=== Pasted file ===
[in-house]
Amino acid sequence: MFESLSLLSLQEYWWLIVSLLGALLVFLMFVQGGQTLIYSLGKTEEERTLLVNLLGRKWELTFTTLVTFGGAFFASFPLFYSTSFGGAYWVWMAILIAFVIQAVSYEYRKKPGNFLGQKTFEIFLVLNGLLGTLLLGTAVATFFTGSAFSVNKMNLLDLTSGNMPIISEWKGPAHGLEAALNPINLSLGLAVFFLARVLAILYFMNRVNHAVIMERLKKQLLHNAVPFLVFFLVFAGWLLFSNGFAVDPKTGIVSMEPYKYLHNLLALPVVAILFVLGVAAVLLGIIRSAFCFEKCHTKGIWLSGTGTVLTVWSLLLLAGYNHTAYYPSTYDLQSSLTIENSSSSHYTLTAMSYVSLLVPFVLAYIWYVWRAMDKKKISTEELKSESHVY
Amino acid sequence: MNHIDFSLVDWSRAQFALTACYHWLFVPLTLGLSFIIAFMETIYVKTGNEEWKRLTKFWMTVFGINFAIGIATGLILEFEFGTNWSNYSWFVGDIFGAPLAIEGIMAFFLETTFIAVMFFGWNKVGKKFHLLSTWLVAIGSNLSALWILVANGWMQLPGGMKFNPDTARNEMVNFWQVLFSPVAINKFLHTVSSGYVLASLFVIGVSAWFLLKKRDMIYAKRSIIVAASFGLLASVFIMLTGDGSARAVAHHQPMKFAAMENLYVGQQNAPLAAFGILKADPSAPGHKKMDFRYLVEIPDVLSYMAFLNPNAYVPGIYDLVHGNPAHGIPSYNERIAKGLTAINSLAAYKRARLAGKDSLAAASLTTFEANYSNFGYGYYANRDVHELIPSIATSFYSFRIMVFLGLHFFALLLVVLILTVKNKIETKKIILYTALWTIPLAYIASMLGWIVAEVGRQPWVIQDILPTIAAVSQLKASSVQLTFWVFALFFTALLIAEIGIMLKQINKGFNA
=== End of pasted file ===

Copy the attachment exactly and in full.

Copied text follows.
[in-house]
Amino acid sequence: MFESLSLLSLQEYWWLIVSLLGALLVFLMFVQGGQTLIYSLGKTEEERTLLVNLLGRKWELTFTTLVTFGGAFFASFPLFYSTSFGGAYWVWMAILIAFVIQAVSYEYRKKPGNFLGQKTFEIFLVLNGLLGTLLLGTAVATFFTGSAFSVNKMNLLDLTSGNMPIISEWKGPAHGLEAALNPINLSLGLAVFFLARVLAILYFMNRVNHAVIMERLKKQLLHNAVPFLVFFLVFAGWLLFSNGFAVDPKTGIVSMEPYKYLHNLLALPVVAILFVLGVAAVLLGIIRSAFCFEKCHTKGIWLSGTGTVLTVWSLLLLAGYNHTAYYPSTYDLQSSLTIENSSSSHYTLTAMSYVSLLVPFVLAYIWYVWRAMDKKKISTEELKSESHVY
Amino acid sequence: MNHIDFSLVDWSRAQFALTACYHWLFVPLTLGLSFIIAFMETIYVKTGNEEWKRLTKFWMTVFGINFAIGIATGLILEFEFGTNWSNYSWFVGDIFGAPLAIEGIMAFFLETTFIAVMFFGWNKVGKKFHLLSTWLVAIGSNLSALWILVANGWMQLPGGMKFNPDTARNEMVNFWQVLFSPVAINKFLHTVSSGYVLASLFVIGVSAWFLLKKRDMIYAKRSIIVAASFGLLASVFIMLTGDGSARAVAHHQPMKFAAMENLYVGQQNAPLAAFGILKADPSAPGHKKMDFRYLVEIPDVLSYMAFLNPNAYVPGIYDLVHGNPAHGIPSYNERIAKGLTAINSLAAYKRARLAGKDSLAAASLTTFEANYSNFGYGYYANRDVHELIPSIATSFYSFRIMVFLGLHFFALLLVVLILTVKNKIETKKIILYTALWTIPLAYIASMLGWIVAEVGRQPWVIQDILPTIAAVSQLKASSVQLTFWVFALFFTALLIAEIGIMLKQINKGFNA